Tuesday, September 8, 2009

Top 5 Five Reasons Why Lala Beats Spotify and iTunes

The Spotify iPhone app was recently released in Europe. Spotify, originally a desktop app, gives users access to music on demand. Think iTunes but streaming only, no download. The Spotify iPhone app is being dubbed an "iTunes killer"; people are shocked that Apple allowed the app to be released at all, since it seems to directly undermine Apple's own iMusic universe. If people can always stream all the music they want from their iPhone or iPod, why bother buying the songs with iTunes? Now there's serious competition in the marketplace.

While this is great news to the consumer, it's also great news for Lala.com. Lala is an online music service that allows users to upload and listen to their entire music collection "in the cloud" for free. That means you can get to it wherever, whenever. You get unlimited access to everything that you own, and one free listen to every song on the site that you don't own. If you hear something you like you can add "web songs" for $0.10 a pop, or get the mp3 for around $0.90, DRM-free.

Months back, Lala released a prototype of their iPhone app, which was consequently denied by Apple. With the recent approval of Spotify's app, however, there is new hope for a Lala iPhone app, which would give users access to their entire music library from anywhere, also giving them the option to buy and download new music without iTunes.

I've been on Lala for a few years now and think it's awesome, and would love to see more people using it. What's so good about it? Top 5 reasons:

5) It's cheap. If you don't buy music, Lala is free, you just need an email address. But if you do buy music, the $0.10 for a web-song feels like nothing, and it's usually ~$1 for a whole web album. If you're going to be mostly listening with your computer nearby (at work, at home), there's no need for an mp3. If you want the mp3, it's almost always cheaper than iTunes, and always DRM-free.

4) Unlimited storage: There's no limit to how many songs you can upload. Go crazy. I did.

3) Get your music anywhere.
Since you can upload all of your music to Lala's service, you can get to your music collection from any web browser.

2) Amazing playback and playlist features. A huge feature Lala has that iTunes doesn't is the ability to queue songs on the fly, without playlists. You can add songs to the queue without stopping the one you're currently listening to. It's also incredibly fast to make and add songs to playlists, both from your collection and browsing albums and artists.

1) Finding new music. This is where I've found Lala to excel. They've got tons of music charts (most listened, fastest movers, different genres, new releases) with lots of diversity. You can also follow friends and see what they're listening to. It's like a Facebook/Twitter feed, but with just songs. You can add people with similar tastes and check out what they're into, find new stuff that way. You can listen in private, but you're missing out if you don't take advantage of the recommendations and other tools available to discover music through other people.

I hope Lala can get its new iPhone developed and approved ASAP, because Spotify is gaining traction fast. And while it might seem that Spotify has Lala beat because it's all free, Lala is really an all encompassing music listening and discovery tool, not just radio to click and play. Except for iPod connectivity, Lala's team is on their way to making iTunes irrelevant, especially for people who are always in range of a wifi connection.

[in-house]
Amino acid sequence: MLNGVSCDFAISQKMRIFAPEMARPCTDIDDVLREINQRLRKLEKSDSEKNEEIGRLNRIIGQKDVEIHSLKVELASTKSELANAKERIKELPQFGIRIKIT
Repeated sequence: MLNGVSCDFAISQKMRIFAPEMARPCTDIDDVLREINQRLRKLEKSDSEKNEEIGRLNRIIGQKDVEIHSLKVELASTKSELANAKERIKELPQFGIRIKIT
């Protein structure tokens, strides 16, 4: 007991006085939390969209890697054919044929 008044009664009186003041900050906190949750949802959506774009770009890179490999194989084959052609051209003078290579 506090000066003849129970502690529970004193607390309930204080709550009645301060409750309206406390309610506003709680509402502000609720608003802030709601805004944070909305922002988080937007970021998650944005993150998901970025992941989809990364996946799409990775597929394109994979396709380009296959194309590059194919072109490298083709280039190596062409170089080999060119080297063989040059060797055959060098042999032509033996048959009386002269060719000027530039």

Undoubtedly, Lala has improved my overall "musical lifestyle," and I usually get a little too excited when trying to explain why. If you haven't tried it, there's no reason you shouldn't check it out. And if you need convincing, both Pitchfork and Billboard have already jumped on board and are using Lala's embedded playlists. Lala's platform can also fill the needs of lots of different users: people who do/don't want to pay for music, as well as those who do/don't want to share their tastes.

There's no doubt Lala's got a good thing going on, and everyone should being taking advantage of it, and keep their eyes peeled for that iPhone app. That's going to be a game changer.


  1. Great write up, however I would be more interested in some kind of itunes streaming app where I can avoid all the hooopla or uploading my massive library and stream what I have right to my phone. I wonder if there is a jailbroken solution to this...

  2. It's definitely true that this model is still clinging to the idea that you need to "own" the music to have access, hence the uploading.

    I should mention that Lala matches songs in your collection to songs in it's collection, and only uploads the songs it can't match. As it turns out, uploading still takes a while, but this might just be an issue with their software. If this was somehow fixed, it might just be possible to give you access without uploading, just based on a music library file. That way, you could use Lala's framework to stream your music, but also enjoy their playback and community features, which are so powerful.

    In that case, owning the mp3 essentially becomes irrelevant if your device can get access to it wherever (but that's not to say that you wouldn't want the digital files, just in case).

  3. I too share your enthusiasm for Lala. I've been using it for about 6 months now and have found that it's by far the best way to discover new music. Listening to an entire song (or an entire album!) rather than the 30 seconds iTunes allows is so much more satisfying. And it quite often leads me to purchase the web-only songs.